It’s almost Christmas, and the excitement in my house is palpable. My big challenge this week is to write an elaborate scavenger hunt to lead my kids to their one Christmas Eve present. This is a holdover from my childhood, when “Swedish Santa” would bring a first present on Christmas Eve, echoing my mormor’s (grandmother’s) Swedish heritage. We’ve modified it to involve my hiding presents and then the kids finding them.
This is both a win, since it’s something the kids love and look forward to, and a woe, since the children expect much of the hunt to be in poetry form, and that’s not my forte. For your entertainment, here is one of last year’s clues…
Solve the puzzle and read the letters down for your next clue location:
First letter of Earth’s largest satellite ____
First letter of current dominant COVID variant ____
First letter of the opposite of less ____
First name of the voice assistant on Mom’s phone ____
First letter of Dad’s new University job ____
First letter of the opposite of closed ____
First letter of the largest land animal ____
First letter of Ivy & Bean’s ballet show roles ____
We’re taking next week off, but Wins and Woes will be back in the new year. Today we have three stories (including a great holiday hack) and a question from a reader who is unsure how to make parent friends in her new neighborhood. We’ve all been there!
—Mom vs. Mom
I am 21 weeks pregnant, and my mom is visiting. She and I have a difficult relationship, which we have been working on over the past few years. This trip hasn’t gone as well as we hoped and has opened up a whirlwind of emotions for me as I think about how I will be as a mother to our daughter. I feel confident that I will be a loving mother who does her best, but these interactions with my own mom send me into deep spirals of depression.
Like any 3.5-year-old, my son wants all the things, but instead of constantly being asked, “Mommy, can we buy this?” he and I keep a running list year-round! I use an app on my phone — sometimes we even take pictures — and when he asks, “Mommy, can you add this to my list?” I can always say yes! It’s so much less pressure when we go out and helps set his expectations. (We went to Target the other day, and I told him we weren’t going to buy him anything but we could add things to his list.) Every once in a while, he asks to review the list with me, and he’ll tell me what he doesn’t want anymore. Bonus: Birthday and holiday shopping become very easy, especially when grandparents ask me what he wants.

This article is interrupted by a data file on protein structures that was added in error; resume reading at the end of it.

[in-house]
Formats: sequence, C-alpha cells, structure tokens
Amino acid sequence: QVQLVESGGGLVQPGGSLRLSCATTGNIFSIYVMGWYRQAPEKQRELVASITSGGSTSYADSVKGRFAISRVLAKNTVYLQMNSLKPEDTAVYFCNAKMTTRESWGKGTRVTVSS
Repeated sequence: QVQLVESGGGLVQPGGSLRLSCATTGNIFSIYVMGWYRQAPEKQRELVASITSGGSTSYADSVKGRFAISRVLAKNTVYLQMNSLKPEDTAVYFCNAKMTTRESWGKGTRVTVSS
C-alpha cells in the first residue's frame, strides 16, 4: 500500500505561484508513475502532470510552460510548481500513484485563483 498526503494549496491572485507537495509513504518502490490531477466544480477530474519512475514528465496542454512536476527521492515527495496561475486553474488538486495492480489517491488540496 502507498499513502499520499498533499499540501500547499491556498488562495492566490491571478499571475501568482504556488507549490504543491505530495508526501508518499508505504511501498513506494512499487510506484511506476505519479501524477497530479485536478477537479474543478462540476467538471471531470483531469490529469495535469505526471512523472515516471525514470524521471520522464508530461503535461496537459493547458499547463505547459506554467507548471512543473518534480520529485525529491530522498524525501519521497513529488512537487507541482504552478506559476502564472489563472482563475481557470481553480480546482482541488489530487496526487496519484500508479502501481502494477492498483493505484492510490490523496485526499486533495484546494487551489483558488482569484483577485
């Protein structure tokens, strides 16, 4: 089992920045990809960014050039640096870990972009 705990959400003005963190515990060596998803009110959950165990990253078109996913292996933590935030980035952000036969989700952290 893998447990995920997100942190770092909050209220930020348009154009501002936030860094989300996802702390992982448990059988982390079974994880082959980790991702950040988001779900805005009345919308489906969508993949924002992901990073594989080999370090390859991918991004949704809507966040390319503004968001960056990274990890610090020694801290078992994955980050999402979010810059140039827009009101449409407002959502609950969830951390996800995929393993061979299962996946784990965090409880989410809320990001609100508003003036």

Make it so
—Parenting Blerd-ily (Black Nerd)
I introduced my 5-year-old to the phrase “You have the comm” (when you’re in charge temporarily) from Star Trek. She asked, “If I’m in charge, why can’t I turn on the TV?” so then I explained that “having the comm” means you run things the way the captain would run things, not the way you want to run things. Then I left the room and came back to find her brushing her 3-year-old brother’s teeth! Since then, “You have the comm” has worked pretty consistently to supercharge her helpfulness.
This week’s reader question
My husband and I had a baby in March and moved to the suburbs soon after. I had all of these thoughts of great neighbors, new friends with babies, block parties… and that is not the case at all. Eight months later, and I’ve barely met anyone in the neighborhood — despite daily dog/baby walks. I’m at the point where I’ll notice which houses have diaper boxes at the curb on trash day and wonder how to befriend them. How do people make new parent friends without being totally awkward?
—Lonely in the Burbs
What do you think?
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